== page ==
As a child, grow­ing up in Los An­ge­les with three older broth­ers, Ste­wart was ‘a to­tal tomboy’. She used to dress as a boy and it was only at school that she re­alised it was ‘not the most nor­mal thing. Not all lit­tle girls are that way. And it ac­tu­ally re­ally hurt my feel­ings, like badly. Like, I re­mem­ber be­ing in the sixth grade [aged 11] and [peo­ple would say] “Kris­ten looks like a man. You’re a boy”, or what­ever, and I was so of­fended, hor­ri­fied and em­bar­rassed.’

She pauses, and looks at me, the gaze spool­ing out side­ways from green-hazel eyes.

‘Now I look back on it and I’m like, “Girl, be proud of that!”’

Ev­ery­thing shifted when Ste­wart hit pu­berty and grew her hair long. Sud­denly she was ac­cepted as one of the pretty girls ‘and I was like, “Fuck all of you!”’ It gave her an in­sight into how fickle and su­per­fi­cial ac­cep­tance could be. The real chal­lenge, she re­alised, would be to re­main true to her­self.

‘There’s noth­ing worse than grow­ing up and then hav­ing some­one say, “Oh, I mean, we could all tell that you ul­ti­mately were go­ing to date girls in your life, we could tell from day one,”’ she says.

This both­ers Ste­wart be­cause it un­der­mines the au­then­tic­ity of her pre­vi­ous, straight re­la­tion­ships. ‘I’ve been deeply in love with ev­ery­one I’ve dated. Did you think I was fak­ing it? ’ She shakes her head, cat-like, as if rid­ding her­self of a fly. ‘I’ve al­ways re­ally em­braced a du­al­ity. And re­ally, truly, be­lieved in it and never felt con­fused or strug­gling. I just didn’t like get­ting made fun of.’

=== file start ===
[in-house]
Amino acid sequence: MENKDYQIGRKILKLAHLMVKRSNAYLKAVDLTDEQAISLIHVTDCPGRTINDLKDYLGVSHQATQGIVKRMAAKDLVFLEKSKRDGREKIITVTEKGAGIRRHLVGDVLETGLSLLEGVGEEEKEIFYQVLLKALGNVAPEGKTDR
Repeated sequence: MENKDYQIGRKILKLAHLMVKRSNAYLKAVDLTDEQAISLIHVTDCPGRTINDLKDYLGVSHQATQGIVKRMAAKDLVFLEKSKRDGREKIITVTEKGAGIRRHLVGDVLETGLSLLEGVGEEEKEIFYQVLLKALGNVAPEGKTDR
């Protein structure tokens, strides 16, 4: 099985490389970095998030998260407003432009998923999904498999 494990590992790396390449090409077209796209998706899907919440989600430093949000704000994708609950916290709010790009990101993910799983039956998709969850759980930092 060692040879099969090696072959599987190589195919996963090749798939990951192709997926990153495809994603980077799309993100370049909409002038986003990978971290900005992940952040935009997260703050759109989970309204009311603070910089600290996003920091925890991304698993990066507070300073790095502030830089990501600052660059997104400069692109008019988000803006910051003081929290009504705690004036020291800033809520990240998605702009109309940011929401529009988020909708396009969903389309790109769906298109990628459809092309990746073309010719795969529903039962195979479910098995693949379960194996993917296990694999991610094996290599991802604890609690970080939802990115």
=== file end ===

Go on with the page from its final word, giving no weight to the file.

So would she date a guy again in the fu­ture?

‘Yeah, to­tally. Def­i­nitely… Some peo­ple aren’t like that. Some peo­ple know that they like grilled cheese and they’ll eat it ev­ery day for the rest of their lives. I want to try ev­ery­thing. If I have grilled cheese once I’m like, “That was cool, what’s next?”’

She means this lit­er­ally: we’re talk­ing on a lunch break from the shoot in a room filled with freshly cut flow­ers, soft­white fur­nish­ings and scented can­dles. The cater­ers have pro­vided sev­eral food se­lec­tions: chicken, salmon or strips of Parma ham with melon. In­stead of nar­row­ing her op­tions, Ste­wart has brought them all in with her, laid them out neatly on the cof­fee ta­ble in front of us and is eat­ing a bit from each plas­tic box as she talks. When she fin­ishes, she places the lids care­fully back on each one and takes them to the bin her­self.